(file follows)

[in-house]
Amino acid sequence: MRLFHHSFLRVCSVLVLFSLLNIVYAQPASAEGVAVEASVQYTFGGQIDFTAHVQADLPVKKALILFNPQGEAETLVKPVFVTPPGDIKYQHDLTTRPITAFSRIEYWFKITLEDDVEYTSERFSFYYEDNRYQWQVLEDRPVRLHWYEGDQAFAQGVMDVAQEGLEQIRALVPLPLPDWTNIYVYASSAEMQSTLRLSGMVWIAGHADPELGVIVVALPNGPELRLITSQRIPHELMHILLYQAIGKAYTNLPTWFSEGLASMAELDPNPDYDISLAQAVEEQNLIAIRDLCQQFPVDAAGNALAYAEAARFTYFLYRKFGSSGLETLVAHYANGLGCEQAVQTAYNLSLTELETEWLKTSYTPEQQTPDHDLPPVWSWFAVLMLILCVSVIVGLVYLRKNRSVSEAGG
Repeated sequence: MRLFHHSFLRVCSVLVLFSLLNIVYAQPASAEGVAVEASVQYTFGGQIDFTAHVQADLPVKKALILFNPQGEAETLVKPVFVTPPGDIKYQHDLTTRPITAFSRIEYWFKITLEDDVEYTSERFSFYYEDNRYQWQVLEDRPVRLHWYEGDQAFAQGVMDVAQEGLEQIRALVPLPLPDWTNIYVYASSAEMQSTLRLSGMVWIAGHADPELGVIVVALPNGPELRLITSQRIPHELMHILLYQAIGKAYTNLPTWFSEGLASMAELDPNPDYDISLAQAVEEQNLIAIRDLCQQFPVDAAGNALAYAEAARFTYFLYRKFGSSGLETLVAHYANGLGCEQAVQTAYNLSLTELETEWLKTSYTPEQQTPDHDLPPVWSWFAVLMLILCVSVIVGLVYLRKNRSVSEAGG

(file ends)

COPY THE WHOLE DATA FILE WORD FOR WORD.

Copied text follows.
[in-house]
Amino acid sequence: MRLFHHSFLRVCSVLVLFSLLNIVYAQPASAEGVAVEASVQYTFGGQIDFTAHVQADLPVKKALILFNPQGEAETLVKPVFVTPPGDIKYQHDLTTRPITAFSRIEYWFKITLEDDVEYTSERFSFYYEDNRYQWQVLEDRPVRLHWYEGDQAFAQGVMDVAQEGLEQIRALVPLPLPDWTNIYVYASSAEMQSTLRLSGMVWIAGHADPELGVIVVALPNGPELRLITSQRIPHELMHILLYQAIGKAYTNLPTWFSEGLASMAELDPNPDYDISLAQAVEEQNLIAIRDLCQQFPVDAAGNALAYAEAARFTYFLYRKFGSSGLETLVAHYANGLGCEQAVQTAYNLSLTELETEWLKTSYTPEQQTPDHDLPPVWSWFAVLMLILCVSVIVGLVYLRKNRSVSEAGG
Repeated sequence: MRLFHHSFLRVCSVLVLFSLLNIVYAQPASAEGVAVEASVQYTFGGQIDFTAHVQADLPVKKALILFNPQGEAETLVKPVFVTPPGDIKYQHDLTTRPITAFSRIEYWFKITLEDDVEYTSERFSFYYEDNRYQWQVLEDRPVRLHWYEGDQAFAQGVMDVAQEGLEQIRALVPLPLPDWTNIYVYASSAEMQSTLRLSGMVWIAGHADPELGVIVVALPNGPELRLITSQRIPHELMHILLYQAIGKAYTNLPTWFSEGLASMAELDPNPDYDISLAQAVEEQNLIAIRDLCQQFPVDAAGNALAYAEAARFTYFLYRKFGSSGLETLVAHYANGLGCEQAVQTAYNLSLTELETEWLKTSYTPEQQTPDHDLPPVWSWFAVLMLILCVSVIVGLVYLRKNRSVSEAGG